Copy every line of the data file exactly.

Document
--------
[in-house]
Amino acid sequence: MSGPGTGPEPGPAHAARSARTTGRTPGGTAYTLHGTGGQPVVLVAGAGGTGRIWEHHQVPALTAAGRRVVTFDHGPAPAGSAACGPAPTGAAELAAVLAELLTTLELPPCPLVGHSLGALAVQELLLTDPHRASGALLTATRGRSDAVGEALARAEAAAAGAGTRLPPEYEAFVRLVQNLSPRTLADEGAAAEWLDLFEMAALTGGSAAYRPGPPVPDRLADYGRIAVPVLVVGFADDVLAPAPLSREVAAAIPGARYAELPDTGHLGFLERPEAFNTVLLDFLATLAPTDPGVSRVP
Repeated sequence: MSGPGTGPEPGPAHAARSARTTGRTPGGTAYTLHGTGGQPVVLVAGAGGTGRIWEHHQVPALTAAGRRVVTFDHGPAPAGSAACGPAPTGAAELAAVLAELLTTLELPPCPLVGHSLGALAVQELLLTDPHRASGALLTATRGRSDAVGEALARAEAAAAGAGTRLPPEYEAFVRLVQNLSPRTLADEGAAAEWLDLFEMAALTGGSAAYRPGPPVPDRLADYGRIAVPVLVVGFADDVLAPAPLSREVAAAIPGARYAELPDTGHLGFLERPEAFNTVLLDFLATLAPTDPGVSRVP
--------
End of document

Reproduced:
[in-house]
Amino acid sequence: MSGPGTGPEPGPAHAARSARTTGRTPGGTAYTLHGTGGQPVVLVAGAGGTGRIWEHHQVPALTAAGRRVVTFDHGPAPAGSAACGPAPTGAAELAAVLAELLTTLELPPCPLVGHSLGALAVQELLLTDPHRASGALLTATRGRSDAVGEALARAEAAAAGAGTRLPPEYEAFVRLVQNLSPRTLADEGAAAEWLDLFEMAALTGGSAAYRPGPPVPDRLADYGRIAVPVLVVGFADDVLAPAPLSREVAAAIPGARYAELPDTGHLGFLERPEAFNTVLLDFLATLAPTDPGVSRVP
Repeated sequence: MSGPGTGPEPGPAHAARSARTTGRTPGGTAYTLHGTGGQPVVLVAGAGGTGRIWEHHQVPALTAAGRRVVTFDHGPAPAGSAACGPAPTGAAELAAVLAELLTTLELPPCPLVGHSLGALAVQELLLTDPHRASGALLTATRGRSDAVGEALARAEAAAAGAGTRLPPEYEAFVRLVQNLSPRTLADEGAAAEWLDLFEMAALTGGSAAYRPGPPVPDRLADYGRIAVPVLVVGFADDVLAPAPLSREVAAAIPGARYAELPDTGHLGFLERPEAFNTVLLDFLATLAPTDPGVSRVP